Midland Main Line Cuts with HS2 City/Town Current service Service Post Phase 2 Service Change HS2 service (Phase 2 only) Summary Leicester 4 trains/hour (2 non-stop) 3 trains/hour (1 non- Loss of 1 non-stop Nil stop) train/hourEast Midlands 2 trains/hour, 2 No service 2 trains/hour calling at an “East Parkway intermediate stops Midlands” station. Location not yet specified, may be between Nottingham and DerbyNottingham 2 trains/hour 1 train an hour Loss of 1 train/hour No city centre HS2 service. “East Midlands” HS2 station likely to have poor rail and bus links Derby 2 trains an hour (1 with one 2 trains/hour (1 with 10-15 minute slower No city centre HS2 service. “East stop, 1 with 4 stops) 3 stops, 1 with 7 journey times Midlands” HS2 station likely to have stops) poor rail and bus linksChesterfield 2 trains/hour (1 with 2 1 train/hour, with 4 Loss of one train/hour, Nil stops, 1 with 5 stops) stops with 10 minute longer journey time Sheffield 2 trains/hour (1 with 3 1 train/hour, with 5 Loss of one train per No city centre HS2 service. “South stops, 1 with 6 stops) stops hour, 10-15 minute Yorkshire” HS2 station shown to have slower journey times 3 trains an hour, but likely to have poor rail and bus links
HS2: A Bad Deal for the Midlands• Birmingham is not even on the main HS2 line; it is on a branch served by trains running to a terminus at Curzon Street, remote from New Street (the main city station).• Curzon Street is on the southern periphery of the city centre, and not particularly well located with respect to the central business district.• Most commuter flows into Birmingham would not be relieved by HS2• The site of the HS2 ‘Birmingham interchange’ at Bickenhill, is in Solihull borough, but difficult to reach from Solihull town centre
HS2: A Bad Deal for the MidlandsHS2 would provide no measurable time advantage for most West Midlands residents; as theadditional (transfer-to and waiting-)time at Curzon Street exceeds half an hour, HS2′s higherspeed is nullified.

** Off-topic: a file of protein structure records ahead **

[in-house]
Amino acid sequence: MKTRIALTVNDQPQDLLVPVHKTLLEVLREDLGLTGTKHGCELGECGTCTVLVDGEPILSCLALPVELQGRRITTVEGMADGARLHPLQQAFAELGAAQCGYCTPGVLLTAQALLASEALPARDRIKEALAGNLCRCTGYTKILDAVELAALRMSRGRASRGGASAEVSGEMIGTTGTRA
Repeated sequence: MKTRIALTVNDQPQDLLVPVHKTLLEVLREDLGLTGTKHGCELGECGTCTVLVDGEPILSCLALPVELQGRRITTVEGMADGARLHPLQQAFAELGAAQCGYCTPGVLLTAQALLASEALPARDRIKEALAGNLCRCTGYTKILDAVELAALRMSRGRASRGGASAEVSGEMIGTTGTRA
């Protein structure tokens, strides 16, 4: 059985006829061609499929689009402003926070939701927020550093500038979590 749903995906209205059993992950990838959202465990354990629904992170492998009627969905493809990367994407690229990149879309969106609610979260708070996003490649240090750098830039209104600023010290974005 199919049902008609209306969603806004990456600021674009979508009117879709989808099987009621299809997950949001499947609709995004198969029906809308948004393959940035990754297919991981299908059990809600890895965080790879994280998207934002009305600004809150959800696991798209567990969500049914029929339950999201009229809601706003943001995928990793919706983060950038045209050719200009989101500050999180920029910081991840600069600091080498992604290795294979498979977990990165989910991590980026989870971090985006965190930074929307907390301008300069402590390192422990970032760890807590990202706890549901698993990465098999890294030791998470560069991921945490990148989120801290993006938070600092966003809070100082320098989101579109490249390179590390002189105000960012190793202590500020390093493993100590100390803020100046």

HS2: A Bad Deal for London• Massive disruption to the borough of Camden• Concentrating fast trains from Scotland, Northern England, and the Midlands, on one central London arrival point• Concentrating fast trains from Scotland, Northern England, and the Midlands, on a single track in each direction• Dispersing central London traffic arriving from Scotland, Northern England, and the Midlands, from one Underground station.
HS2 will have just four city centre stations: London, Birmingham, Leeds and Manchester. Everyone else loses with HS2• Sheffield — Northampton • Sheffield — Nottingham• Peterborough — Leeds • Chester — Milton Keynes• London — Wakefield • Wolverhampton — London• London — Bradford • Coventry — London • Stoke-on-Trent — London• London — Stockport • Stoke-on-Trent — Watford• Watford — Manchester • Halifax — Coventry• Milton Keynes — Bolton • Nottingham — Huddersfield• Doncaster — London • Bristol — Derby
HS2: A Bad Deal for Scotland• HS2 represents a huge investment to benefit very few Scottish rail travellers – 92% of all rail journeys in Scotland begin and end in Scotland.• The funds that Scotland will contribute to HS2 would be better used to improve its own transport infrastructure.
Even with HS2’s massivelyoverinflated demand modeland other assumptions theWest Coast Main Line toScotland never gets more than50% full.
The view from AmericaIn 2008 US Amtrak’s Inspector Generalreported that six European nations’operations required a subsidy of US$42bnannually“…Virtually no HSR lines anywhere in theworld have earned enough revenue tocover both their construction and operatingcosts.”US Congressional Research Service
Margaret Hodge MP Chair, House of Commons Public Accounts Committee“Before going ahead with HS2 we need a robustcost benefit analysis.Some of the Department’s assumptions about the benefits of faster travelare simply untenable. For example, the time business travellers save byusing high speed rail is valued at £54 per hour yet the time commuterssave getting to and from work is only valued at £7 per hour.It is difficult to see how this can be justified.”